A few months back one of our friends – a former business owner who has now cashed out and is “living the good life” – turned us on to a distributor of high quality cables for low prices. We take his word pretty highly since he’s hardcore into ultra high-end audio equipment. He told us that the quality of these cables are equal to the quality of Monster cables, but for 1/20th the price. So we picked a few up, liked them, and decided we wanted to carry the line on Tastefully Driven. With that, the Electronics Cables & Accessories store was born.
We carry things like iPod cables and headphones, HDMI cables ($15 for a 6 foot cable!), component video cables, USB cables, and Nintendo Wii component cables. These items are also the types of things that we can easily sell on eBay – a place where we want to have a presence but nothing else we carry really fits (some of our products are prohibited by the manufacturer from being sold, others – like personal care products – just won’t sell much based on our research).
While we’re on the topic of Tastefully Driven, my guess is that at least half of you are saying to yourselves “where are they going with this?” The direction of the site, of the business, is very defined in my mind but it definitely doesn’t look like it from the outside and I’ve probably done a bad job (or no job) of explaining it. I think from the outside it just looks like they’re just picking up random product lines left and right of things that interest them. While there’s some truth to that, here’s the overall big picture:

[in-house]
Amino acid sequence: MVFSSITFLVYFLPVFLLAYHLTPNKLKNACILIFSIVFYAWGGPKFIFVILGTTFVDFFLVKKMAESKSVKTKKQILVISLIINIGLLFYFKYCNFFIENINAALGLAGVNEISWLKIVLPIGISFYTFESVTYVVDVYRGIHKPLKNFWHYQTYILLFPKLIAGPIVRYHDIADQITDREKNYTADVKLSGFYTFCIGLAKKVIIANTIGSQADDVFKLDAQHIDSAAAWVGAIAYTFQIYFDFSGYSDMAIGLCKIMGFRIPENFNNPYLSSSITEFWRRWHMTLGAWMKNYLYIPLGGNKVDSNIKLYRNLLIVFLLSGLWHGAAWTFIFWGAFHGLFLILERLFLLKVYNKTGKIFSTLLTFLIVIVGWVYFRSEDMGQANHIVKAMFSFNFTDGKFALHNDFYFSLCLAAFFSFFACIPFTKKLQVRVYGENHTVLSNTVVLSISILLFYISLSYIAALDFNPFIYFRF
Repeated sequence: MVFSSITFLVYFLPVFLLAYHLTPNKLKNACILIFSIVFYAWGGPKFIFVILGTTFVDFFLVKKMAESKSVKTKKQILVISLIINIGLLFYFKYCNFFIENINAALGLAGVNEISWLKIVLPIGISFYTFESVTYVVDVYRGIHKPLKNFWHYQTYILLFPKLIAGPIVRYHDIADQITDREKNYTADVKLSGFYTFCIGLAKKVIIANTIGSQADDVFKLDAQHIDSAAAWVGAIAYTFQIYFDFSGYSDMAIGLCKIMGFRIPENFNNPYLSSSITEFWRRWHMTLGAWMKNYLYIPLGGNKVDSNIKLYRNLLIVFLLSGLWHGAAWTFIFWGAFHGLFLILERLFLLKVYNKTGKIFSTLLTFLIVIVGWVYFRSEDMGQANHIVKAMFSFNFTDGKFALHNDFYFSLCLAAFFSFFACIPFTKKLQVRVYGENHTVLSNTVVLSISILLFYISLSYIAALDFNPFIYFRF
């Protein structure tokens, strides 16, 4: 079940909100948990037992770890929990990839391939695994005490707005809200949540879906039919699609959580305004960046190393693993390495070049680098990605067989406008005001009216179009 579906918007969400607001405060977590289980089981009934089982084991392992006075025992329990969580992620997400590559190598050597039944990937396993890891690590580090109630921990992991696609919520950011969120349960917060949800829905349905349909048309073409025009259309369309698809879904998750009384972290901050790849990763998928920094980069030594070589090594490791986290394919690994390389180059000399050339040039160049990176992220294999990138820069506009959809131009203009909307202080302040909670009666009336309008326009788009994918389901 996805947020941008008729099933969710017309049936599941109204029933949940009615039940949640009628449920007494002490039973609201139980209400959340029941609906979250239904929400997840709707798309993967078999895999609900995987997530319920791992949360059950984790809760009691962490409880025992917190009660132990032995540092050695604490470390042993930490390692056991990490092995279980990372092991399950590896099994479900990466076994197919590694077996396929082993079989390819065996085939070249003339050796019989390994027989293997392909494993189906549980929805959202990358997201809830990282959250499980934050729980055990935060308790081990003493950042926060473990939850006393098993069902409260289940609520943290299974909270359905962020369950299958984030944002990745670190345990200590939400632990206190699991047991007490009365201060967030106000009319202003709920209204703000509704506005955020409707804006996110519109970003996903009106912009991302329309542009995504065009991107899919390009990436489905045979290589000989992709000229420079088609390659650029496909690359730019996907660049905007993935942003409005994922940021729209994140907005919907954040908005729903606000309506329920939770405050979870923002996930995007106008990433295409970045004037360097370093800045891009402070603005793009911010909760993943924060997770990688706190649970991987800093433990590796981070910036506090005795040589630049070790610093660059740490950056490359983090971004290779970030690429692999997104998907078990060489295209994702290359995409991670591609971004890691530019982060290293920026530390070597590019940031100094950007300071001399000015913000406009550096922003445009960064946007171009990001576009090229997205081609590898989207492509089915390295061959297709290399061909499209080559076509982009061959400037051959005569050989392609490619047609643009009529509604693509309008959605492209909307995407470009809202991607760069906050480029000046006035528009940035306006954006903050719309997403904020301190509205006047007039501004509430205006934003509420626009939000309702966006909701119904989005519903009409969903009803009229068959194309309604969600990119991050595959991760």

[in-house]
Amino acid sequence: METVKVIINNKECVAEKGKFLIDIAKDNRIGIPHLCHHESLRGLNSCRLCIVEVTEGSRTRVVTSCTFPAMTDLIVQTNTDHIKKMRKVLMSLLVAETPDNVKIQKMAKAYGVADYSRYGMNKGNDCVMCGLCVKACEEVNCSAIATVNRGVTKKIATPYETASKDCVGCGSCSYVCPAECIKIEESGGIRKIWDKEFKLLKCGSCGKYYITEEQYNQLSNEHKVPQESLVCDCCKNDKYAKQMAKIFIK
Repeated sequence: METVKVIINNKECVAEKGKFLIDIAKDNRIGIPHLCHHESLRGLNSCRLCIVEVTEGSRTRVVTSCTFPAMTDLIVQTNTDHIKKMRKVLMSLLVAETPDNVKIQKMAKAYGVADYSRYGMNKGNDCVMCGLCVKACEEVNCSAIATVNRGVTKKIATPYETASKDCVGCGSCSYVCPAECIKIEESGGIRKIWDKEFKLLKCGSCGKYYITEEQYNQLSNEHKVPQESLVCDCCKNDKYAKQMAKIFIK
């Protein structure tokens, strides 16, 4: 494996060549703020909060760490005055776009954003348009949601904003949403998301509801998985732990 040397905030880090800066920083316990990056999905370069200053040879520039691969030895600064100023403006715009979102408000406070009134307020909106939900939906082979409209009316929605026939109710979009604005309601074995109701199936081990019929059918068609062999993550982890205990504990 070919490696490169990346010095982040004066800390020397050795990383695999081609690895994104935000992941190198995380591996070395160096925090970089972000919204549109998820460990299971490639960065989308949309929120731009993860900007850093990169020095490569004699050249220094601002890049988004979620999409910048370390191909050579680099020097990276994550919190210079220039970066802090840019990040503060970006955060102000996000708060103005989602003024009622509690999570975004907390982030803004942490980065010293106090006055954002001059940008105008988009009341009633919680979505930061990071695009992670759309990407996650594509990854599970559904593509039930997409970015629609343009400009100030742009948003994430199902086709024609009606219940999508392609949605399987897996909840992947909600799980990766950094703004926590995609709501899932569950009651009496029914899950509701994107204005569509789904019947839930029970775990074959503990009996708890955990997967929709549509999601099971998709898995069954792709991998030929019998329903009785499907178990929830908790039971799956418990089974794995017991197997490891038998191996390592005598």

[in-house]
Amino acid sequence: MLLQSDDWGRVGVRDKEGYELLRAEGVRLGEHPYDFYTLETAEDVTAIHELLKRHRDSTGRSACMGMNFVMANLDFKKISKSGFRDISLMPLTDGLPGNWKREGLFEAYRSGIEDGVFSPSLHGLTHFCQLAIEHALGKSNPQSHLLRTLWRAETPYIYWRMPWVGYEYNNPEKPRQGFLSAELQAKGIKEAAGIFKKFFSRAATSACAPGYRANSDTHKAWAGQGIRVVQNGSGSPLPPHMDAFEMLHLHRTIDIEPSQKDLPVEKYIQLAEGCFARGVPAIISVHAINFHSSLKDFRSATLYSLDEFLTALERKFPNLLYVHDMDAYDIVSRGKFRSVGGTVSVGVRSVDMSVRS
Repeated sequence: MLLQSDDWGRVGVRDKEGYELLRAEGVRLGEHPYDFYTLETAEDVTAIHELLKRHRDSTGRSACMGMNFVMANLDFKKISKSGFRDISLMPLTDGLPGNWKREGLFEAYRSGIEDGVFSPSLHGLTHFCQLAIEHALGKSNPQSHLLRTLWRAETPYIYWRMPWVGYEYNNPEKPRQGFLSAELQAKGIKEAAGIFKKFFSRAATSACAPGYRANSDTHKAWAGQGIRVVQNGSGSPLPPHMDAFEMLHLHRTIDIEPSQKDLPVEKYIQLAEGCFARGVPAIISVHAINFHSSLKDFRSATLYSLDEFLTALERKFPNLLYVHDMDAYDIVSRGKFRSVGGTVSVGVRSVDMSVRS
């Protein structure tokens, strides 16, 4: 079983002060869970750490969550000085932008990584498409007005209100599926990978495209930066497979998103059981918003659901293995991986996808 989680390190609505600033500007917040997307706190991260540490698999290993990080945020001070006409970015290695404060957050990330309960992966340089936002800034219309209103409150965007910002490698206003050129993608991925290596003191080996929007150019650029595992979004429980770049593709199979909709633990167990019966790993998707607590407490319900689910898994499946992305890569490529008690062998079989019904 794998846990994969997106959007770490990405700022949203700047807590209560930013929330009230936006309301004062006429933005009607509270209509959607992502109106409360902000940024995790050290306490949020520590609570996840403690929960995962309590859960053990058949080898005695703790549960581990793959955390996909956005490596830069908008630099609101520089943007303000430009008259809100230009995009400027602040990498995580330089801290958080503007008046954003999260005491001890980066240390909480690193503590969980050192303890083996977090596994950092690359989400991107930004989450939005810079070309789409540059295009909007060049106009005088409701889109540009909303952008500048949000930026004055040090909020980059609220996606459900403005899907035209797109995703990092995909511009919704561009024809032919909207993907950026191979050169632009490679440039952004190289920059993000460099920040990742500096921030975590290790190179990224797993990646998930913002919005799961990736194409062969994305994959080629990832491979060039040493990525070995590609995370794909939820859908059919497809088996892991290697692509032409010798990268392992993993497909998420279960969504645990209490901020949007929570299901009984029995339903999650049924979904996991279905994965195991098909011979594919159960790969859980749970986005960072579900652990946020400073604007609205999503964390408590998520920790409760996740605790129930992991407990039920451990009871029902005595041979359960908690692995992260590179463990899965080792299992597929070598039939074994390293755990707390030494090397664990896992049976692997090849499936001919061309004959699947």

Our cart is very SEO friendly. Each page has a dynamically generated unique title tag, all of the text is indexible, each page is URL rewritten, we use proper formatting, etc. We know that on equal footing – most notably the number of links and the age of our domain – we can outrank the majority of the competition. So the reasoning by putting all of these loosely tied stores on one domain is to get all of those links pointing to ONE domain and not to many domains so that each product benefits from the success of the others. Think about how every page on Wikipedia ranks high. Now apply that same strategy to e-commerce, a place where most sites aren’t very SEO friendly.
Which is then where the Lifestyle Blog and our quest to get a team of writers comes in. Links directly to products are hard to come by. Links to great information, on the other hand, are relatively easy to come by. Create lots of great posts, get lots of links, help out every page on the entire domain. So this post about polyphasic sleep really does help us sell more shit drops even though the connection isn’t obvious.
So far it’s already worked for a few products. In time, it should work for all of them. Not saying this is a foolproof plan or that it couldn’t fail, but it’s the plan we’re going with.
If it works, we should end up with a pretty solid community on the forums/blog and then we can step everything up to the next level and become a “social shopping” site like we originally envisioned. For example, displaying ads on the forum/blog for our products based upon your conversations and your purchase history. If we ever get to this point, that’ll be where the fun really begins.